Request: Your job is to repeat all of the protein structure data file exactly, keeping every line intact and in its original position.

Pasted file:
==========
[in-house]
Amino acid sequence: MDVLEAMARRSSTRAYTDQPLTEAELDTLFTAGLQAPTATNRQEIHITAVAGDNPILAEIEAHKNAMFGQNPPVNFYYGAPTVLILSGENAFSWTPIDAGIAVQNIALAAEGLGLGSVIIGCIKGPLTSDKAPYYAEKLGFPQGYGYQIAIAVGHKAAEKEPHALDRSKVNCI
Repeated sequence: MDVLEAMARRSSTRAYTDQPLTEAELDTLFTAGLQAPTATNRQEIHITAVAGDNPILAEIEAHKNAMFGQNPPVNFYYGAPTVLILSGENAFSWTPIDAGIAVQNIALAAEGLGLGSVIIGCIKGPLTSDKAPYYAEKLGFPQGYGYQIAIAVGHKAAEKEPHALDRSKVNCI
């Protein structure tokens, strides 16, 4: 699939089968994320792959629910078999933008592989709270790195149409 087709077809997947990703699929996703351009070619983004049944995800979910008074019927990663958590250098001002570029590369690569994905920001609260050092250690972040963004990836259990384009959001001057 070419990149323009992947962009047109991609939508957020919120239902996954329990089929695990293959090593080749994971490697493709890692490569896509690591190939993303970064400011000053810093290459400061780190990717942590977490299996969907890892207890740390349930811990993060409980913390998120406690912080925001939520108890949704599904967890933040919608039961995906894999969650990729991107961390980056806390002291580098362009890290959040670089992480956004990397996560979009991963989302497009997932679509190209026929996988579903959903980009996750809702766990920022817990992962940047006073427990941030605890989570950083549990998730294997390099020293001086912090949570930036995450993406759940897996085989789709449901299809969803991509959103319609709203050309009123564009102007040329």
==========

[in-house]
Amino acid sequence: MDVLEAMARRSSTRAYTDQPLTEAELDTLFTAGLQAPTATNRQEIHITAVAGDNPILAEIEAHKNAMFGQNPPVNFYYGAPTVLILSGENAFSWTPIDAGIAVQNIALAAEGLGLGSVIIGCIKGPLTSDKAPYYAEKLGFPQGYGYQIAIAVGHKAAEKEPHALDRSKVNCI
Repeated sequence: MDVLEAMARRSSTRAYTDQPLTEAELDTLFTAGLQAPTATNRQEIHITAVAGDNPILAEIEAHKNAMFGQNPPVNFYYGAPTVLILSGENAFSWTPIDAGIAVQNIALAAEGLGLGSVIIGCIKGPLTSDKAPYYAEKLGFPQGYGYQIAIAVGHKAAEKEPHALDRSKVNCI
């Protein structure tokens, strides 16, 4: 699939089968994320792959629910078999933008592989709270790195149409 087709077809997947990703699929996703351009070619983004049944995800979910008074019927990663958590250098001002570029590369690569994905920001609260050092250690972040963004990836259990384009959001001057 070419990149323009992947962009047109991609939508957020919120239902996954329990089929695990293959090593080749994971490697493709890692490569896509690591190939993303970064400011000053810093290459400061780190990717942590977490299996969907890892207890740390349930811990993060409980913390998120406690912080925001939520108890949704599904967890933040919608039961995906894999969650990729991107961390980056806390002291580098362009890290959040670089992480956004990397996560979009991963989302497009997932679509190209026929996988579903959903980009996750809702766990920022817990992962940047006073427990941030605890989570950083549990998730294997390099020293001086912090949570930036995450993406759940897996085989789709449901299809969803991509959103319609709203050309009123564009102007040329």